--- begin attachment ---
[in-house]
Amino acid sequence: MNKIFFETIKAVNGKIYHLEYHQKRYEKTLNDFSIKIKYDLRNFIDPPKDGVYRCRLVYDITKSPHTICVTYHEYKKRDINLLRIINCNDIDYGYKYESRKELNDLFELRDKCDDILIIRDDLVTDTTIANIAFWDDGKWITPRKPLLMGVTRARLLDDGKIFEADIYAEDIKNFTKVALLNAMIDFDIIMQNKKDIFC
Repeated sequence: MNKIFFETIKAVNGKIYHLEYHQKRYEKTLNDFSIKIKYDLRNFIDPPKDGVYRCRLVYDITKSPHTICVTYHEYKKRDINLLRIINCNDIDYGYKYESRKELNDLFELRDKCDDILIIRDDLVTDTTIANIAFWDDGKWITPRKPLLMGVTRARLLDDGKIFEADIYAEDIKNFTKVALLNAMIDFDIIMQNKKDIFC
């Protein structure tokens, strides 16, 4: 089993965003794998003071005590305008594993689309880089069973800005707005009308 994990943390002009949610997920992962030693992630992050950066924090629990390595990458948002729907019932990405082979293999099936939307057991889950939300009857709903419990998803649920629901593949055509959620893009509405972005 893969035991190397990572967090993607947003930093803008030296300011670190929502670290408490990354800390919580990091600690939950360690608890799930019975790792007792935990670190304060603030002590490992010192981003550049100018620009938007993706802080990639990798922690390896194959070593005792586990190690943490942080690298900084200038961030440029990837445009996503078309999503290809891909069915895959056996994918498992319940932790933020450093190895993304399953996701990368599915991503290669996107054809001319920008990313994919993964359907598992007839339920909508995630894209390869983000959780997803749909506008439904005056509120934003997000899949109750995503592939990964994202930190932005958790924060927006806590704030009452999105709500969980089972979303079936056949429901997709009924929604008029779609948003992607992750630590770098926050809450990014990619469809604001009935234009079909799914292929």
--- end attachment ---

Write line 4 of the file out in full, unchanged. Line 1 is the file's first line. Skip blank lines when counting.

């Protein structure tokens, strides 16, 4: 089993965003794998003071005590305008594993689309880089069973800005707005009308 994990943390002009949610997920992962030693992630992050950066924090629990390595990458948002729907019932990405082979293999099936939307057991889950939300009857709903419990998803649920629901593949055509959620893009509405972005 893969035991190397990572967090993607947003930093803008030296300011670190929502670290408490990354800390919580990091600690939950360690608890799930019975790792007792935990670190304060603030002590490992010192981003550049100018620009938007993706802080990639990798922690390896194959070593005792586990190690943490942080690298900084200038961030440029990837445009996503078309999503290809891909069915895959056996994918498992319940932790933020450093190895993304399953996701990368599915991503290669996107054809001319920008990313994919993964359907598992007839339920909508995630894209390869983000959780997803749909506008439904005056509120934003997000899949109750995503592939990964994202930190932005958790924060927006806590704030009452999105709500969980089972979303079936056949429901997709009924929604008029779609948003992607992750630590770098926050809450990014990619469809604001009935234009079909799914292929």